It’s no secret that we love trying different ways to glam up jewelry basics. From adding studs to bare bangles to completely blinging out a metal cuff, it’s awesome how small additions transform plain pieces into high-fashion statements. For this upgrade, we’ll show you our new favorite way to amp things up: by adding embroidery floss tassels to nearly any piece of jewelry.

While we love rocking the leather tassel look, it’s great to have the option to wear something equally as fun, but much lighter and brighter! These cotton charms are easy to make—we’ll show you the step-by-step first—and even easier to attach to jewelry that you most likely already have, like a gold chain, a beaded necklace, and a pair of drop earrings.

 – variety of embroidery floss

– gold headpins

– E-6000 glue

– plain jewelry in need of an upgrade like a gold chain, a beaded necklace, and drop earrings


– two needle nose jewelry pliers

– round nose jewelry pliers

– scissors

If you’ve got nimble fingers, it’ll be a cinch to make these frilly tassels. To make a small tassel like the size we’ll attach to our earrings, grab onto one end of the embroidery floss and wrap it around two of your fingers a total of 10 times. Of course, if you want a larger tassel, simply double your digits and the number of times you wrap the colorful floss around ’em. Once you slide the loop of floss off your fingers, snip the bottom to create the actual fringe.

Next, grab a gold headpin and slide it under your floss. This jewelry finding will pull double duty in this project by acting first as a tool to help tie off the tassel, then by morphing into the jump ring that will attach the finished tassel to the jewelry (more on that later).

Now, let’s tie off that tassel. Using a piece of embroidery floss that’s double the length of your fringe, tie a basic knot on one side and then the other, being sure to gently tug on your tassel strings so that the fringe stays nice and tight.

Once the knot is tied, don’t snip off the excess string! It’ll camouflage nicely with its fringy friends, so just pull it down and in line with the rest of the tassel.

To get this tassel camera ready, squeeze the tiniest bit of E-6000 onto the last knot you tied to set it in permanently in place. You can use a toothpick to apply the E-6000 to make it easier. Next cut a clean line across the bottom of your formerly shaggy tassel (we thought it was about time for a trim!).

Check out that fantastic tassel! See how the knot ends blend in with the rest of the string? Only one more step to turn this finished tassel into a true charm—shape the headpin into a jump ring!

You can break this process down into three easy parts: curl, slide, and snip. With a pair of round nosed pliers, curl the end of your headpin so it looks more like an eye hook (we didn’t have any handy, but you could definitely substitute that material and skip the “curl” part). Then, slide the tassel into the hook and finally, snip the hairpin so that there’s only enough left to close your finding.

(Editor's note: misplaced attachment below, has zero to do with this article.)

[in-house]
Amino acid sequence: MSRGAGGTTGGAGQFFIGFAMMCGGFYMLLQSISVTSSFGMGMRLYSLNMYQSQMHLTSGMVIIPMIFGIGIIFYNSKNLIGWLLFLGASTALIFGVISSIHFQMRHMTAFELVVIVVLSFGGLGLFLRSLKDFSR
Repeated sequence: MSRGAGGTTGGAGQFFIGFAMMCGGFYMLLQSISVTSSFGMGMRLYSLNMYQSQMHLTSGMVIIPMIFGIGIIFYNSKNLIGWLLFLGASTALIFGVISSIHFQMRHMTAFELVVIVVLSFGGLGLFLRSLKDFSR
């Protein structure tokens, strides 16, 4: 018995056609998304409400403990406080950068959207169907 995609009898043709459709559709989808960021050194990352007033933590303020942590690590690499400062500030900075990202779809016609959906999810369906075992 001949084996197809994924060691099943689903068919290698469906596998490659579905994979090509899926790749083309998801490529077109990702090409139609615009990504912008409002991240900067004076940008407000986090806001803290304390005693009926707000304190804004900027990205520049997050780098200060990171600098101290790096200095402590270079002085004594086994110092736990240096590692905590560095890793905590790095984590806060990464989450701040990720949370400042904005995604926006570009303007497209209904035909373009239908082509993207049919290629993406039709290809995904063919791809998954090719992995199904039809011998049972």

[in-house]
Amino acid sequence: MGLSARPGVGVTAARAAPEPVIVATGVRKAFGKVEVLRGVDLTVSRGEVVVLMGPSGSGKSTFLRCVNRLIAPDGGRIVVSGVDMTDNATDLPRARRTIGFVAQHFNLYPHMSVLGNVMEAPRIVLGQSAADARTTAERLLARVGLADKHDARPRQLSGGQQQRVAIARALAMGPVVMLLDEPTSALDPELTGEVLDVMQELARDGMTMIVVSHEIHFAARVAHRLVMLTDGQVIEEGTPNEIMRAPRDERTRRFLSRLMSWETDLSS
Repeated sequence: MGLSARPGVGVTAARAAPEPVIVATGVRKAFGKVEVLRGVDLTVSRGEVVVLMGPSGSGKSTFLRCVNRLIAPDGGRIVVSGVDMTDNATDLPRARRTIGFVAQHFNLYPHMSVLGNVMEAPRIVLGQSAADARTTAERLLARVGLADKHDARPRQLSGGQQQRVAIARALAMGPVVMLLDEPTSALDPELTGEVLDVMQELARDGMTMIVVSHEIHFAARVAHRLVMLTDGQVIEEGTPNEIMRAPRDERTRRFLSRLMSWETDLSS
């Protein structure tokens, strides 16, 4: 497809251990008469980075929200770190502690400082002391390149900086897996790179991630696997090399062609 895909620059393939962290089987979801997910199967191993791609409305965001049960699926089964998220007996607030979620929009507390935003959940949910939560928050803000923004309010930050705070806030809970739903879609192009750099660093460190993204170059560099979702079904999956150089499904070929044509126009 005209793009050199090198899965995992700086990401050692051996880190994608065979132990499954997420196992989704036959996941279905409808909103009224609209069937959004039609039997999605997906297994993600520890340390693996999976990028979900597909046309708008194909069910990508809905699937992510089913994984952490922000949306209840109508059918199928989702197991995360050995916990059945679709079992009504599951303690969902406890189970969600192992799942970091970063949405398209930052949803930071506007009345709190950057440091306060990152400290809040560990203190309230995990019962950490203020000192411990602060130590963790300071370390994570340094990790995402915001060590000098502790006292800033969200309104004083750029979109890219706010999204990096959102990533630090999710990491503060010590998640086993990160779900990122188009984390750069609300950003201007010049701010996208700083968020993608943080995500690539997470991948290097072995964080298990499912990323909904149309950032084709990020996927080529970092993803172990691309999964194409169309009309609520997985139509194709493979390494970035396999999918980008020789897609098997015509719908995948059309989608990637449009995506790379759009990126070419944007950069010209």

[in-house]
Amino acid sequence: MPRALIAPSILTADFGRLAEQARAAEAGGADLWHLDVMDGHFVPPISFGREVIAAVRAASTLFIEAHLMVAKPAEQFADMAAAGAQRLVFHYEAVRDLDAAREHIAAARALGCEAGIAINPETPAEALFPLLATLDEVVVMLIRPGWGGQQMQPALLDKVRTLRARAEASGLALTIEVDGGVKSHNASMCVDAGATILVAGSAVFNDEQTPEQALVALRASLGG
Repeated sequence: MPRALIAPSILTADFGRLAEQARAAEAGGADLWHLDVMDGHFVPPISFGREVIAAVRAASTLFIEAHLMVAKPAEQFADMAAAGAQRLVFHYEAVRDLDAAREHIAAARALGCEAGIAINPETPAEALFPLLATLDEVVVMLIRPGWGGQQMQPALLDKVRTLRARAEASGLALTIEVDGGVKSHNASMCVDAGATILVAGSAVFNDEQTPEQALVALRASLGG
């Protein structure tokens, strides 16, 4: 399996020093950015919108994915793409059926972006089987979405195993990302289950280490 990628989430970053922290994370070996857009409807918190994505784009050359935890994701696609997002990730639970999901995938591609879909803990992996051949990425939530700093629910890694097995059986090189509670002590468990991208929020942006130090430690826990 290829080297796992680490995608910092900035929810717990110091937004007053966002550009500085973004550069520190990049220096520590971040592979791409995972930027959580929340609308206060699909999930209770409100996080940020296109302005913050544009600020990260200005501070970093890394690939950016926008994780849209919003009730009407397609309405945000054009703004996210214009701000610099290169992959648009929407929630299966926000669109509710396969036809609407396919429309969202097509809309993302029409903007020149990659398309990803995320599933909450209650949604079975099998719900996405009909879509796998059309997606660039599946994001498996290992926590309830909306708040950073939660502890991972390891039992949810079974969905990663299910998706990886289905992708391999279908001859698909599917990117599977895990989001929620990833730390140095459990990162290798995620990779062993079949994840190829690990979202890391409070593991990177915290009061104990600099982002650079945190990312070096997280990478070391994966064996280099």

And that’s it! The sky’s the limit on the number of tassels you make, but we recommend whipping up a bunch upfront so it’s a breeze to attach to whatever basic accessory may come your way :)

In the back of our jewelry box, we found a pair of laser cut drop earrings, a medium-sized gold chain, and a basic black and white beaded necklace all in need of dolling up. Once we matched each with our favorite embroidery floss colors, we took our own advice and made a bunch of tassels in one massive swoop. You should, too!

First up, a lovely combo of teal, red, and sky blue tassels with these gold earrings. The laser cut pattern made it way easy for us to attach the tassels on the sides and bottom of each earring.

And done! We love how the tassels call more attention to these delicate earrings—they look almost like gold lace! The tassel placement creates a stunning tiered effect that’s both dramatic and fun.

Next up, our gold chain necklace. We went with a more evening-appropriate palette for this look, and also changed up the sizes of our tassels. While the fuscia and purple ones are the same small size as our earring tassels, this single emerald tassel is twice their size (to make, simply wrap the embroidery floss around four fingers a total of 20 times).

The key to this design is making sure your tassels are placed evenly along the chain. You can either count or bend the necklace in two to make sure your tassels are lined up. Then latch the large green tassel to the very center.

Chain, meet your new best friend! These fringy tassels are the perfect way to soften up the hard look of any plain chain. Plus, this regal color combo is perfect for fall.

Last but not least, the beaded necklace with what may be our favorite color combo yet: pink, yellow, and orange!

As you can see, we made one cool charm out of two small tassels and one large tassel. So instead of making each tassel on a different headpin, make them all on one! This way, you can just mold that headpin into one large jump ring. Don’t forget to slide each tassel over to cover up the closure! Now all that’s left to do is open up your necklace and drop on that tassel trio.

You know we love a good pop of color, and this tassel centerpiece definitely fits the bill. As you can see, it’s the perfect way to accessorize a black blouse. Though we think this piece will be on heavy rotation no matter what top we’re rocking!

Would you dress up your jewelry basics with cotton fringe? Let us know what you think of this playful look in the comments below!